Compared with women, we found that men had better pain acceptance. Personal characteristics may lead to the low level of pain acceptance in female cancer patients. However, another study argued that because of close family and friends in their social life, women with CP would have greater social support, which helps to promote pain acceptance [40]. A possible explanation for the contrast is that, in the context of Chinese traditional culture, women are more likely to suffer from stigma, value vanity, and conceal their real feelings.

Furthermore, our results showed that the degree of pain acceptance decreases as the number of pain sites increases. Cancer patients who suffer from multisite pain have to make pain control their top priority and may have trouble getting on with their normal routine. The fear of pain hinders them in leading a full life. Our results also showed that participants with longer durations of pain and analgesic usage had higher acceptance scores, which is consistent with a previous study [39]. The likely reason for this is that the cancer patients gradually adapt to the change brought by pain. Patients with longer pain and analgesic usage durations have more pain control knowledge and experience; they can take active initiative to reduce the physical and psychological impact of pain in daily life and choose to spend their time in a meaningful way in their daily lives according to their own values.

Our findings suggested that the pain acceptance level of married patients is significantly lower than that of those who are single, divorced, or widowed. The reason may be that married patients have to shoulder more family responsibilities and pressures. However, most of the participants in our study (94.9%) were married. The sample size of unmarried, divorced, or widowed patients was too small to reflect the real differences in patients’ levels of acceptance.

Consistent with past research [21, 4143] and hypotheses, bivariate correlation coefficients demonstrated that AE, PW, and total pain acceptance were negatively correlated with anxiety and depression levels; that is, higher acceptance of chronic pain is closely linked with lower depression and anxiety. A survey conducted in 686 patients with chronic pain also showed that high pain acceptance can reduce anxiety and depression [44]. This might be due to pain acceptance representing the ability to engage in activities in the presence of pain without struggle [45]. In contrast, one study found that there was no significant effect of pain acceptance on depression [46]. This inconsistency may result from the heterogeneity of participants and may also be related to the small sample size of participants in that study.

Our study has several strengths. First, although many researchers have conducted surveys on chronic pain acceptance, most of the subjects had noncancer pain; furthermore, because of the differences in culture, economy, and healthcare systems, there was a need to carry out a study among secular Chinese cancer patients. To the best of our knowledge, this was the first study to explore pain acceptance among cancer patients in mainland China using CPAQ-8. Second, little has been known regarding the influencing factors of cancer-related pain acceptance, and our study helped clarify these. Third, with the proper application of our findings, early recognition and intervention for low-acceptance individuals could be developed, which would serve as an important and innovative nonpharmacological intervention for pain.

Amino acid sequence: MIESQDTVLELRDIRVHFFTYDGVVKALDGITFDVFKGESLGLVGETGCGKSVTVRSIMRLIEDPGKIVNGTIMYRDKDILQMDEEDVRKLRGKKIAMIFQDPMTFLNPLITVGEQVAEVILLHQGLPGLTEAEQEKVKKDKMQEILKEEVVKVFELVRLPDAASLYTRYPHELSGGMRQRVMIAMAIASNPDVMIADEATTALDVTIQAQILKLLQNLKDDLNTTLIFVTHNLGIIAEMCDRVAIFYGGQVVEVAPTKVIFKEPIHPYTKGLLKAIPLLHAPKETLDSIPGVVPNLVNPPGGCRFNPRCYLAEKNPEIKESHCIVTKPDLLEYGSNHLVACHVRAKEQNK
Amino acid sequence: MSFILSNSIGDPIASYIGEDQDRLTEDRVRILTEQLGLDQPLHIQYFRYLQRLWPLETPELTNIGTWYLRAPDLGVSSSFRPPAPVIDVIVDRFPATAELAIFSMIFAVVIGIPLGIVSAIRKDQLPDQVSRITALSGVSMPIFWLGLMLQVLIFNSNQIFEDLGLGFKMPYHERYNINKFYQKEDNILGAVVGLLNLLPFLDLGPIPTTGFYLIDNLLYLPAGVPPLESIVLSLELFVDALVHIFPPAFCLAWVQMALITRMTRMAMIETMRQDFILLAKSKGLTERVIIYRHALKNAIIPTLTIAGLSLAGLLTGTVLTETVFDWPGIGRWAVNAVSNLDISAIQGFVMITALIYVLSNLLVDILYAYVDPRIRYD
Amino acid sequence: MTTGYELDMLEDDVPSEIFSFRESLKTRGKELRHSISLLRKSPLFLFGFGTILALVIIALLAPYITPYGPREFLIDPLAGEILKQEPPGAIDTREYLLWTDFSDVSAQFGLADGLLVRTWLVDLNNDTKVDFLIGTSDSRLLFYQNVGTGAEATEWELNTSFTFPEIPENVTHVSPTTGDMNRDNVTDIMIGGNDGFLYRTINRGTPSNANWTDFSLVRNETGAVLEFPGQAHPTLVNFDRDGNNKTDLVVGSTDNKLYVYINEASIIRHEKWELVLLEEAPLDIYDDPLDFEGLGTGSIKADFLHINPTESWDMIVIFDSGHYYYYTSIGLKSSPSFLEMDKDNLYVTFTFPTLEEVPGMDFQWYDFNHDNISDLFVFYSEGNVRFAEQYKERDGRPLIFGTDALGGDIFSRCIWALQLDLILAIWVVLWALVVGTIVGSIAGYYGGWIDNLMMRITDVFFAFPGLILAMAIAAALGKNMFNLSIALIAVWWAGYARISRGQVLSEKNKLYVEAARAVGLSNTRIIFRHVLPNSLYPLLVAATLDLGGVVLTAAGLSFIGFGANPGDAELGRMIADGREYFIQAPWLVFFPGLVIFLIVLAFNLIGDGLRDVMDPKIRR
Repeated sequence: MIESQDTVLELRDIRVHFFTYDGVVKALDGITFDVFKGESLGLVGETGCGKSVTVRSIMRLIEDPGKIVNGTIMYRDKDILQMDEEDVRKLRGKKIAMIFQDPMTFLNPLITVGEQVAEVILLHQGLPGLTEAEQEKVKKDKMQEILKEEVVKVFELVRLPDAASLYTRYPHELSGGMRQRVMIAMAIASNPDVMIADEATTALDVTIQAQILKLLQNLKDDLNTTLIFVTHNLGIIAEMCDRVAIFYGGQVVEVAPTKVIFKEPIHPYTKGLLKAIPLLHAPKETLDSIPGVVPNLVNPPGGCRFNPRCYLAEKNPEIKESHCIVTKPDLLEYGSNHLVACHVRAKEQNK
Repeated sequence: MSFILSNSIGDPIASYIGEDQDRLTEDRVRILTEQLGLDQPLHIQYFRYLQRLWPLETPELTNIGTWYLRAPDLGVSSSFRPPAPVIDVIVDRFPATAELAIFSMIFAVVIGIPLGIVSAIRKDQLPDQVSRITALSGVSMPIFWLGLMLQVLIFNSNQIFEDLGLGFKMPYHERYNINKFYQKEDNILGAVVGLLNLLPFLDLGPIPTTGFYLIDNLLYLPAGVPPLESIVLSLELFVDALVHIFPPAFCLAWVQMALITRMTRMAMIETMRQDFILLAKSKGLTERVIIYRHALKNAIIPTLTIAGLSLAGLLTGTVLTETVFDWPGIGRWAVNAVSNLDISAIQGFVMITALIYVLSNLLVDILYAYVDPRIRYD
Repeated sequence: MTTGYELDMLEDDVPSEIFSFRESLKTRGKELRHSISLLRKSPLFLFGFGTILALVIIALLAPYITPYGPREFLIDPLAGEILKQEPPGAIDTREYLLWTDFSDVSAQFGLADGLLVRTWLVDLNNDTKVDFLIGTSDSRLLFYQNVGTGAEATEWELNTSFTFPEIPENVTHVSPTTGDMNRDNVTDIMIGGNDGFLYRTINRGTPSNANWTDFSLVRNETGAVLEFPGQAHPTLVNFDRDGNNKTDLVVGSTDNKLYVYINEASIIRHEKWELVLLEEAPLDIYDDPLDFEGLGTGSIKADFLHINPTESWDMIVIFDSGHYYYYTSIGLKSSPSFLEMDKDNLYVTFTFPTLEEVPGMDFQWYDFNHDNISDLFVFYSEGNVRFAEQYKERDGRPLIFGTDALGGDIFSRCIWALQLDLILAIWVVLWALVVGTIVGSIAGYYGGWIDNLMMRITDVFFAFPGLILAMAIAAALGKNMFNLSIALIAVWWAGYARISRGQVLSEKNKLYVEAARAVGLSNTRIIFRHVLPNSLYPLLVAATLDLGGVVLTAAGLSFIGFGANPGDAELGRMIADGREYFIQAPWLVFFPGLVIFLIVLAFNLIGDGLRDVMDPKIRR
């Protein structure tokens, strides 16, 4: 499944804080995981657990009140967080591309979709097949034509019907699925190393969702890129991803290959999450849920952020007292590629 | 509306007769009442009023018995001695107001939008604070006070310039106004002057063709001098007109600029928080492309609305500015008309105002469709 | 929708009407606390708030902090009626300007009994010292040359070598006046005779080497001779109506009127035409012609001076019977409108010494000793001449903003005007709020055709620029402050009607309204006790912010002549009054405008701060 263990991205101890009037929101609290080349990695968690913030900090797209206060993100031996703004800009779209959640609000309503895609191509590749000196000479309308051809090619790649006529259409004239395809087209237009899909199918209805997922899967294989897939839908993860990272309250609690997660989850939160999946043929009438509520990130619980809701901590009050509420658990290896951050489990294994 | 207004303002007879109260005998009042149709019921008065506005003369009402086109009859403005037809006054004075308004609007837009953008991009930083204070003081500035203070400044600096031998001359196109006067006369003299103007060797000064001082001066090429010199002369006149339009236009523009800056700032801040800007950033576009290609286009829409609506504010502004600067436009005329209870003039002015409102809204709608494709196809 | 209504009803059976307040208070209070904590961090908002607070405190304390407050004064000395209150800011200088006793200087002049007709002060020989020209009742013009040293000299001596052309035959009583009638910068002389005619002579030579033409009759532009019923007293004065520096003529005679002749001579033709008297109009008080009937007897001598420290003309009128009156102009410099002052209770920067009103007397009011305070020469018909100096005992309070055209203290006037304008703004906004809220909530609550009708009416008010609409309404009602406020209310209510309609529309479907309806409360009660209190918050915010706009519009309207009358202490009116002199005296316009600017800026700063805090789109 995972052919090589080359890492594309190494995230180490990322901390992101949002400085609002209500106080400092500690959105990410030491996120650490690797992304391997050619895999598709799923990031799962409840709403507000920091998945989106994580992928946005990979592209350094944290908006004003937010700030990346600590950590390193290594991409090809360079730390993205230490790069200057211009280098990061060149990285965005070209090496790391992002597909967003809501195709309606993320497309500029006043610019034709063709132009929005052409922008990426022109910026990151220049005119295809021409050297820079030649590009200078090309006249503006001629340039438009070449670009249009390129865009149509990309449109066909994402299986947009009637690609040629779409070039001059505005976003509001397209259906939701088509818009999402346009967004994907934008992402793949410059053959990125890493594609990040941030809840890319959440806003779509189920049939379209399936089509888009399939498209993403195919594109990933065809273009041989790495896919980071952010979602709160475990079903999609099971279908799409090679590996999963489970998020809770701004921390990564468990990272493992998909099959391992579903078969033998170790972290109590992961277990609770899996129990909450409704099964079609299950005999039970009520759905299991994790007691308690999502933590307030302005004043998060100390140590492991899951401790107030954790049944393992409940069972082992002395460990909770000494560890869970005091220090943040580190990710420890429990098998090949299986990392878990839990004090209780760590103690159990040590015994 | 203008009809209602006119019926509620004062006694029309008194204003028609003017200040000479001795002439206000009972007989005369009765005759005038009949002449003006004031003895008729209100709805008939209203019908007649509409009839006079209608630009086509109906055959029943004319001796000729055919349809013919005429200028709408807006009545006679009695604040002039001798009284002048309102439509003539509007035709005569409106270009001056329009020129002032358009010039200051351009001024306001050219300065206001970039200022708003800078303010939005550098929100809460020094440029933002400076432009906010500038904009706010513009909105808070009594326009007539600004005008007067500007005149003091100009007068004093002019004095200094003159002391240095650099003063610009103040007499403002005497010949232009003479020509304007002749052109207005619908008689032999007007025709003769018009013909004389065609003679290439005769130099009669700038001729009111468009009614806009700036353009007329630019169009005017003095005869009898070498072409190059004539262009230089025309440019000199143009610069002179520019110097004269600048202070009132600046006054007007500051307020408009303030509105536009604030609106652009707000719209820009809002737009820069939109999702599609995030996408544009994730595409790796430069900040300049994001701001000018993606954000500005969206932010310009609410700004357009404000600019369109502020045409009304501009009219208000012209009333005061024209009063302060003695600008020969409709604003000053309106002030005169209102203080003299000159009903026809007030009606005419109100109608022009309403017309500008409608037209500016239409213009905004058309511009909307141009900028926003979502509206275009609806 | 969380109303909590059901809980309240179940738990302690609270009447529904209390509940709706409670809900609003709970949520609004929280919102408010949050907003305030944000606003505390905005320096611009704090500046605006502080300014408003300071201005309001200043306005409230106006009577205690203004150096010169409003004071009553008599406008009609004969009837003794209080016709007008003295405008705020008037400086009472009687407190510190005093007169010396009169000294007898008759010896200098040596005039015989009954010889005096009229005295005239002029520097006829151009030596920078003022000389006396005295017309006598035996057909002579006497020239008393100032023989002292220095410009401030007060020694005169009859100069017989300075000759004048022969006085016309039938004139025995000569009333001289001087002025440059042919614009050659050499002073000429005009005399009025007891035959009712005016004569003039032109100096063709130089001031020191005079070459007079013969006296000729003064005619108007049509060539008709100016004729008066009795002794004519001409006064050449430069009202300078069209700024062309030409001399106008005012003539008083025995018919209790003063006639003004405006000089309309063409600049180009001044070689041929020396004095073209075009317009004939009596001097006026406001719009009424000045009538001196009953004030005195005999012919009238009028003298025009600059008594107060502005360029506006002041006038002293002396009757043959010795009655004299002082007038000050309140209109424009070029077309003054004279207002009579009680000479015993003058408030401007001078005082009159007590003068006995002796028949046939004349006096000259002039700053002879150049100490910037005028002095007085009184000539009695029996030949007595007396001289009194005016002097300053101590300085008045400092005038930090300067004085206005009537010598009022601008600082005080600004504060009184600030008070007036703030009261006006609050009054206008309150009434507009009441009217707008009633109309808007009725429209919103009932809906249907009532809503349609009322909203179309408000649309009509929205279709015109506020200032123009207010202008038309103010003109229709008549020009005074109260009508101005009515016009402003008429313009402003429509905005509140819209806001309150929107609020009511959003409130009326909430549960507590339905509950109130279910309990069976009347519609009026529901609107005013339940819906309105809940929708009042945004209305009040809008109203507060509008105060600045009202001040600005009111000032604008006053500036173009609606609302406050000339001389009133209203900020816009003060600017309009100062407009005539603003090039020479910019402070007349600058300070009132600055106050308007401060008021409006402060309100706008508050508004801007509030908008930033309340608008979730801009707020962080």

This study also has certain limitations. First, this was a cross-sectional survey conducted in a single tertiary cancer hospital. Because of the limited sample sources, whether and to what extent our subjects could represent other cancer patients in China remains to be determined. Samples from cancer and pain departments in comprehensive hospitals and community clinics should be examined in future studies. Second, the disease information, such as the tumor stage, antineoplastic treatments effect, and life prognosis, is not reported in the sample characteristics. These factors might influence the level of pain acceptance. The next steps will commit to address the potential sources of bias. Third, the recruited participants did not receive any interventions in the hospital before the survey; hence, further empirical studies should measure the pain acceptance of patients before and after interventions. Finally, cancer pain is a comprehensive experience consisting of multiple dimensions that cannot be evaluated merely by questionnaire. A qualitative design is needed to gain insight into patients’ feelings, ideas, and perceptions of pain in future research.

5. Conclusions

The present study contributes to the understanding of Chinese cancer patients’ pain acceptance. The pain acceptance of Chinese cancer patients is relatively low compared with the findings for those with nonmalignant pain. Age, gender, pain duration, number of pain sites, and duration of taking analgesics are all factors that influence pain acceptance. Depression and anxiety are negatively correlated with the acceptance of chronic pain. Based on our findings, cancer patients who are aged between 31 and 50, female, affected by multiple-site pain and a short period of pain, taking painkillers for less than three months, and in a state of anxiety or depression should receive more attention in Chinese medical settings. Based on the awareness of pain acceptance, healthcare professionals should implement effective individualized acceptance-oriented interventions such as ACT to enhance pain acceptance and alleviate negative emotions, such as depression and anxiety.

Data Availability

The data used to support the findings of this study are available from the corresponding author upon request.

Conflicts of Interest

The authors declare that they have no conflicts of interest.

Acknowledgments

The funding sources for this study were the Health and Family Planning Commission of Hunan Province, China (C20180261), and the Fundamental Research Funds for The Central Universities of Central South University, China (2018zzts957).